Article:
end of Ron Fogarty's four-year run as an assistant coach
at Bowling Green. Effective Monday, Fogarty is moving on
to his new position, head coach of the start-up Division
III program at Adrian College.
"It's always tough to leave a program
that has great individuals involved with it," said
Fogarty, who was hired by Adrian last week. "I appreciate
what Coach (Scott) Paluch has done, allowing me to develop
over the last few years here, and the players have been
very supportive of my decision. But they're focused on the
task at hand."
The task at hand this week is the Lakers,
coached by Jim Roque, who worked with Fogarty as an assistant
at Clarkson. "It's a nice way to go out," Fogarty
He said he's confident that BGSU is headed
in the right direction after a last-place finish last year.
But in a few days, he’ll have a different set of issues
on his mind. Walking in to an expansion program makes for
a lot of prep work.
"I have my daughters drawing up jerseys
at night," Fogarty said.
FRIES AT THE BOTTOM OF THE BAG
Great Weekend Getaway
at Michigan State (Fri.)
Michigan State at Michigan (Sat.)
It’s always fun when these two get together,
although the games probably won’t be as crisp
this time of year as they would be in the winter.
The biggest question facing both squads concerns their
goaltender, which would be expected at UM but is shocking
at MSU. With a deep stable of forwards on both sides,
these games probably will be won and lost in the neutral
and defensive zones.
While you’re there: Both schools
have home football games on Saturday, although Michigan’s
noon tilt against Ball State is much more hockey-friendly
than MSU’s 3:30 kick against Purdue. In hoops,
both teams host exhibitions Sunday afternoon —
and against schools you’ll recognize: UM vs.
Michigan Tech and MSU vs. Tom Izzo's alma mater, Northern
By winning the Lightning College Hockey
Classic last weekend, Notre Dame coach Jeff
Jackson earned his 200th career victory.
P.S. The tournament in Tampa, which
the Irish host, will move to a Christmas time slot
in the future.
a little when we saw Army only posted seven shots
in a loss to Notre Dame on Friday. (What is this,
soccer?) But it was no laughing matter when
Northern Michigan mustered just 14 shots
on net in a loss to Ohio State on Saturday. Against
the Buckeyes’ so-so defense? On the big ice?
At home? C’mon, Wildcats.
• Yahoo, league! The CCHA went 7-1 in
non-conference play last weekend, the lone blemish being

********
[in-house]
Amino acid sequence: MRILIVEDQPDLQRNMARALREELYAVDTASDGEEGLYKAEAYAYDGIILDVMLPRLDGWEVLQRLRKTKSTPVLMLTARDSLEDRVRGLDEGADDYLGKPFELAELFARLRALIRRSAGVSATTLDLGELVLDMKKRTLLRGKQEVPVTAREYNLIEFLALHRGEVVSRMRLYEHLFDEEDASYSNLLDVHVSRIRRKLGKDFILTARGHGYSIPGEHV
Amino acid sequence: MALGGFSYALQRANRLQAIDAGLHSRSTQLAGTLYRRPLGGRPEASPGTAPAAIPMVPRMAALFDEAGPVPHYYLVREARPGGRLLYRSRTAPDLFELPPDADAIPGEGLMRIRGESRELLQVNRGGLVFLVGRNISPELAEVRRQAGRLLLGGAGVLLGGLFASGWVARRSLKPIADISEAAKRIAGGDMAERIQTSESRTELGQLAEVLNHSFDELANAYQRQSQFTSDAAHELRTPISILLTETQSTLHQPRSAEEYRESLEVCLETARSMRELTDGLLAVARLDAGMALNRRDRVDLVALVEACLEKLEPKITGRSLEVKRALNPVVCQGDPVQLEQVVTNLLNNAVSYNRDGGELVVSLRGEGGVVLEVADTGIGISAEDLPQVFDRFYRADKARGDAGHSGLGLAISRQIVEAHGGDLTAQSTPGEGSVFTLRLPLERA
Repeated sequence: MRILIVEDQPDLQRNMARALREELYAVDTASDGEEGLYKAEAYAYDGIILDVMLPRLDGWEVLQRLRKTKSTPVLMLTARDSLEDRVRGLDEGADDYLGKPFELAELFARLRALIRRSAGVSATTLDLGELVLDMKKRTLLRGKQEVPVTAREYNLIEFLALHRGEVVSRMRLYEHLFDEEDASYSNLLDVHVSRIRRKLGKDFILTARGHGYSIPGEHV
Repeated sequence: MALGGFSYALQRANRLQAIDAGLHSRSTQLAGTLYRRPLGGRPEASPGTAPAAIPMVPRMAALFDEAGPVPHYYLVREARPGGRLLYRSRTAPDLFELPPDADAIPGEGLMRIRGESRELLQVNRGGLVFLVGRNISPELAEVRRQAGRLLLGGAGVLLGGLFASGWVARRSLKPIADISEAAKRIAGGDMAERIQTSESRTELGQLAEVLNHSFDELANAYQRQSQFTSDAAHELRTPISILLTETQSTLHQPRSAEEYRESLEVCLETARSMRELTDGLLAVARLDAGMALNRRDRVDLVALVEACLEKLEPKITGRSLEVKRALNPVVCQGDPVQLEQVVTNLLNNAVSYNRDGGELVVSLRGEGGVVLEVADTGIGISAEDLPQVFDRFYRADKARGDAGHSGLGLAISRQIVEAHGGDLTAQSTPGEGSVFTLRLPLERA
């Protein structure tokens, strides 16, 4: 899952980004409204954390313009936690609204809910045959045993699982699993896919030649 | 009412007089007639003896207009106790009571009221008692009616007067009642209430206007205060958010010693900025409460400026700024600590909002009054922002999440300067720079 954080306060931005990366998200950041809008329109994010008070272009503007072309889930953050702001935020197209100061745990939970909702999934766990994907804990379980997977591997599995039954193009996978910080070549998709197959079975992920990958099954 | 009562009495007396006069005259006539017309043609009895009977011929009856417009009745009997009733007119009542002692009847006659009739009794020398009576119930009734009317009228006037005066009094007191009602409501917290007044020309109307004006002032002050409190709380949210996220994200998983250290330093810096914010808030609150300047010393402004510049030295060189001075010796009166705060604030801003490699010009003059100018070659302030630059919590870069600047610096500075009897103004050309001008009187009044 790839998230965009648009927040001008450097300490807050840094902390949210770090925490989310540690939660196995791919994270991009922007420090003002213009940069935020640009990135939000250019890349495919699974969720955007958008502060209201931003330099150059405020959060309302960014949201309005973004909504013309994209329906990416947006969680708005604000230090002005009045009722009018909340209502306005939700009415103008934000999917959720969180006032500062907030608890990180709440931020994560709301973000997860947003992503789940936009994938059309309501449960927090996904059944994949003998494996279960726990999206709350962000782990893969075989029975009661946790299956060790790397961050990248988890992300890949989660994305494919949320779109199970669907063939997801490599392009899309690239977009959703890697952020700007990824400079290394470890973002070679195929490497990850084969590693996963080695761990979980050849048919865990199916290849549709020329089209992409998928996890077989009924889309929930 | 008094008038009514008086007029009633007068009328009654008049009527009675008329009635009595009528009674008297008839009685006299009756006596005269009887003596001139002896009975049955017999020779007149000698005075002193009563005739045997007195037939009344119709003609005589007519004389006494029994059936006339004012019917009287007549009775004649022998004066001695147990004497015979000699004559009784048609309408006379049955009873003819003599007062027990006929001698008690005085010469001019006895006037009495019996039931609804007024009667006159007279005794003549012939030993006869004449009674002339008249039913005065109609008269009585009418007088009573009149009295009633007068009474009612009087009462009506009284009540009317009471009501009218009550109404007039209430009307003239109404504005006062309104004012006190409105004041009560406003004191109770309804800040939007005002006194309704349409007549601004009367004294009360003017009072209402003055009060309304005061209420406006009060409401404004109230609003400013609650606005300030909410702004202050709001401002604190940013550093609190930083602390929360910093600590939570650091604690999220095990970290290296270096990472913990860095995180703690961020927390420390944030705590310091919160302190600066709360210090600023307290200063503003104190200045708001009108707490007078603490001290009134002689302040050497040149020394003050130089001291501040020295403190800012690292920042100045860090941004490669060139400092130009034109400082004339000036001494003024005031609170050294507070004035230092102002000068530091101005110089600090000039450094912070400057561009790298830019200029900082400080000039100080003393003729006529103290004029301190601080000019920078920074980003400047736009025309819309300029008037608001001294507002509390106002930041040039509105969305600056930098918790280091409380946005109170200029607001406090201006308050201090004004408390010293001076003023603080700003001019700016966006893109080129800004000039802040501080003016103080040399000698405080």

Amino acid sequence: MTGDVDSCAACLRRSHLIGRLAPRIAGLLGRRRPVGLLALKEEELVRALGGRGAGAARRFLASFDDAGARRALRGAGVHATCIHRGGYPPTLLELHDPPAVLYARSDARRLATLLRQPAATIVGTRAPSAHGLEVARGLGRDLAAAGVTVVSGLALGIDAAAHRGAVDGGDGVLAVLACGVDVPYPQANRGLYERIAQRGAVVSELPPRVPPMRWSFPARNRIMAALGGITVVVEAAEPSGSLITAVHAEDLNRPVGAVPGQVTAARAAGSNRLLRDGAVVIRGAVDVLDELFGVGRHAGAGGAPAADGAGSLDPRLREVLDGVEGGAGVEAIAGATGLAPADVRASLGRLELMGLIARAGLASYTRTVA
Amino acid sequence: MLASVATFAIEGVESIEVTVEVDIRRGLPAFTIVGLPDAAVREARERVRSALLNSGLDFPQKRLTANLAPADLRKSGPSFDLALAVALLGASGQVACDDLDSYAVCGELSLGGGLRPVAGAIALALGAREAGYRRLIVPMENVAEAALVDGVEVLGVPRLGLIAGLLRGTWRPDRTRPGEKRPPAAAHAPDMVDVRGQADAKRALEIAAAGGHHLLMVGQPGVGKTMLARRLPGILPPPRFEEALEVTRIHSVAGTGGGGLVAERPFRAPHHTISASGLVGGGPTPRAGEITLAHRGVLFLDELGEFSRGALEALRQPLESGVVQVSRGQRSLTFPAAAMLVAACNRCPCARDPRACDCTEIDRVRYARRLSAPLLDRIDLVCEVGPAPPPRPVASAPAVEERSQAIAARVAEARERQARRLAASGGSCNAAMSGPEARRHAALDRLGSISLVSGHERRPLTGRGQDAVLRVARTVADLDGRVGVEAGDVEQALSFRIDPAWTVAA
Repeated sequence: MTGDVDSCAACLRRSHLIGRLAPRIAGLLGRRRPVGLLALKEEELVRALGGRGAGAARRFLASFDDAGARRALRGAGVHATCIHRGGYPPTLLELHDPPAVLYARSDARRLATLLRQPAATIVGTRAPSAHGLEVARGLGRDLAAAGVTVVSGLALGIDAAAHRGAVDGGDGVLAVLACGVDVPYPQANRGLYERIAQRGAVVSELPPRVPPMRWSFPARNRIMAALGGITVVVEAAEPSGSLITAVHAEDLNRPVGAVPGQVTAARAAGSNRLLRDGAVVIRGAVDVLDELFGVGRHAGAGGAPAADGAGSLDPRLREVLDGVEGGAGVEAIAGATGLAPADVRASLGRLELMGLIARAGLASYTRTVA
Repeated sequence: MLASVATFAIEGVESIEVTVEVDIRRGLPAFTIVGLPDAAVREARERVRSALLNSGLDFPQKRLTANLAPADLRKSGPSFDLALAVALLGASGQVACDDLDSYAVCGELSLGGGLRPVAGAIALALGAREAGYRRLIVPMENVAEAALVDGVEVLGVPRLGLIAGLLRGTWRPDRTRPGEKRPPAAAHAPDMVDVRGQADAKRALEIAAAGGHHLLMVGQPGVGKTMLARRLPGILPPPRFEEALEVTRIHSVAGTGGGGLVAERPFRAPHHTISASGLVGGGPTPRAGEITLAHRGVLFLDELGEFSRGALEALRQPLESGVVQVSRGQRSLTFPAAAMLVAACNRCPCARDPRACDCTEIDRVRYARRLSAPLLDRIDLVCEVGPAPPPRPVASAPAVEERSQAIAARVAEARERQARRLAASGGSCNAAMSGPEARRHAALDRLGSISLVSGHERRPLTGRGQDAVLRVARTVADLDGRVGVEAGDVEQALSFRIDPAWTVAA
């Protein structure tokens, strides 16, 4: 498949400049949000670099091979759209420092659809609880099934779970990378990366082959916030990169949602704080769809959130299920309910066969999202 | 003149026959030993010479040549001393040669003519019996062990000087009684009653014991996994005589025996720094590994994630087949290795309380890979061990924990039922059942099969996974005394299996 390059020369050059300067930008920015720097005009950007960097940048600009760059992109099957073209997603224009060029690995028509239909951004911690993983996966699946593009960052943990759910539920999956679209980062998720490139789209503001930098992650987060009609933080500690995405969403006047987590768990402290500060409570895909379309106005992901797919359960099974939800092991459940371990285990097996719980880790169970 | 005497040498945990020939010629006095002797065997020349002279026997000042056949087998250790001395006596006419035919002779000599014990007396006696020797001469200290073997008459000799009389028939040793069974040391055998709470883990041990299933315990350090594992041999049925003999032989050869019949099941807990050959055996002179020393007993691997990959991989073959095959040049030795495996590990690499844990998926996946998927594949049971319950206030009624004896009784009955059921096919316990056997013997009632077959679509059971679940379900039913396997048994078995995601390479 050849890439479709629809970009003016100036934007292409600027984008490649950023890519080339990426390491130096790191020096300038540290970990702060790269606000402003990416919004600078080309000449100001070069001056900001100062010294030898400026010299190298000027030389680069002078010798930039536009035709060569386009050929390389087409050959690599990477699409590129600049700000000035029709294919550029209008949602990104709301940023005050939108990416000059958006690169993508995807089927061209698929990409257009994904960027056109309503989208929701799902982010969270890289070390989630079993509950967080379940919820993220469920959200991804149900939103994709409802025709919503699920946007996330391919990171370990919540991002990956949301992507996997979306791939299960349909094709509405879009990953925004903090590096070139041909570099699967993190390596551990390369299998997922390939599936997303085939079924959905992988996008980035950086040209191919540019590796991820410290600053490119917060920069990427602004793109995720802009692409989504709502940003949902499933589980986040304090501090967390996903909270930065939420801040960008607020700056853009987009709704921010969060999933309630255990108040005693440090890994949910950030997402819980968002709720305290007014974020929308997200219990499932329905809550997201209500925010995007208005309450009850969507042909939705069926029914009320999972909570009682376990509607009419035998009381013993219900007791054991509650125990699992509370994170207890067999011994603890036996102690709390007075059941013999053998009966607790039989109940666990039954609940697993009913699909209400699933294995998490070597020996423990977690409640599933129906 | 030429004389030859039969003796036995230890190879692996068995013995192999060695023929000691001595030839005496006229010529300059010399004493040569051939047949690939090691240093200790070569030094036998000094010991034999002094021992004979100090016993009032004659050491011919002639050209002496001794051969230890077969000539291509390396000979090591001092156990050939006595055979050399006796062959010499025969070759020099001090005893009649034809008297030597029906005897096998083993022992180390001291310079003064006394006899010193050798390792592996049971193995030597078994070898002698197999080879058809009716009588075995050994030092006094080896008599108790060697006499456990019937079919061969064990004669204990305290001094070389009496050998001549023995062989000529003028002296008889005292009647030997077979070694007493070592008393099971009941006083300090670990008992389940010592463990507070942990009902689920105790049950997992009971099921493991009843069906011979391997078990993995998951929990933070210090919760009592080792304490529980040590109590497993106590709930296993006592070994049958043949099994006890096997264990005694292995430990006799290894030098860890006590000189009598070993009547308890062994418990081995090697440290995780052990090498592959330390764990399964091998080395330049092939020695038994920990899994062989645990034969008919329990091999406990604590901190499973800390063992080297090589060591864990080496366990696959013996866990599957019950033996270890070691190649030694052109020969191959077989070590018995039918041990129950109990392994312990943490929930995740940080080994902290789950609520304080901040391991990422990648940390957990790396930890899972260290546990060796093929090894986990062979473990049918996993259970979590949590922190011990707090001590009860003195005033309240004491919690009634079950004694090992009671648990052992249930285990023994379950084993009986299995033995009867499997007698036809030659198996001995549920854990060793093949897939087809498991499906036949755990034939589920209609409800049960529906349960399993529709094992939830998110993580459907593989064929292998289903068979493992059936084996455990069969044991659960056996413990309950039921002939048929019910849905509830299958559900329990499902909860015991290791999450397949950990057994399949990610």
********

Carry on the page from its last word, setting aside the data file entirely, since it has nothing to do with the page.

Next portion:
Northeastern's upset of Michigan in the only game that mattered
in the Commissioners’ Cup standings. Oh well. The
only out-of-league action this week is Western Michigan’s
single home game against Wayne State on Saturday.
• Buckeye bits: Notre Dame assistant
coach Paul Pooley, Ohio State's all-time leading scorer
with 270 points, will have his No. 22 retired by the Buckeyes
on Saturday. It will be the first number retired by OSU’s
hockey program. ... The Buckeye Hockey Alumni Association
has launched a new Web site, osuhockeyalumni.com. ... Notre
Dame was able to wrangle about 7,000 people into the St.
Pete Times Forum for each day of the Lightning College Hockey
Classic last weekend. Yes, that’s in Florida.
So why could OSU only attract 4,700 and 3,600 to games against
powerhouse Minnesota on campus last month?
• Notre Dame has won four straight games
away from the Joyce Center for the first time since 1987-88
(over Army and Canisius). Yes, the Irish were credited with
four wins away from home in November 1991, but while they
did beat Lake Forest and Merrimack, their two "wins"
over Maine came via forfeit because the Black Bears used
an ineligible player.
• Michigan senior Tim Cook has been
skating as a fourth-line winger the last five games after
playing his previous 100 contests as a defenseman. He is
expected to be back on D in Johnson’s absence Friday,
then go up front again Saturday.
• Miami is wearing helmet decals bearing
the number 18 in honor of Tom Neziol, who played at MU from
1987-90. Neizol died of a sudden heart attack on Oct. 1.
He was 39.
• Western Michigan might have found
a good one in freshman Mark Letestu, who registered a hat
trick (and an assist) in Friday’s loss at Nebraska-Omaha.
He leads the team in scoring with seven points through six
• Ferris State should enjoy its bye
this weekend, because things get nuts after that. The Bulldogs
next play back-to-back series against Michigan State and
Michigan over a 12-day stretch.
• Michigan coach Red Berenson, former
Ohio State and Minnesota coach Glen Sonmor and former Golden
Gopher player Reed Larson are among five honorees who will
be given the Lester Patrick Award for outstanding service
to hockey in the United States at a luncheon ceremony Monday
at Joe Louis Arena. Steve Yzerman and Marcel Dionne will
also receive the award.
A variety of sources were utilized in
the compilation of this report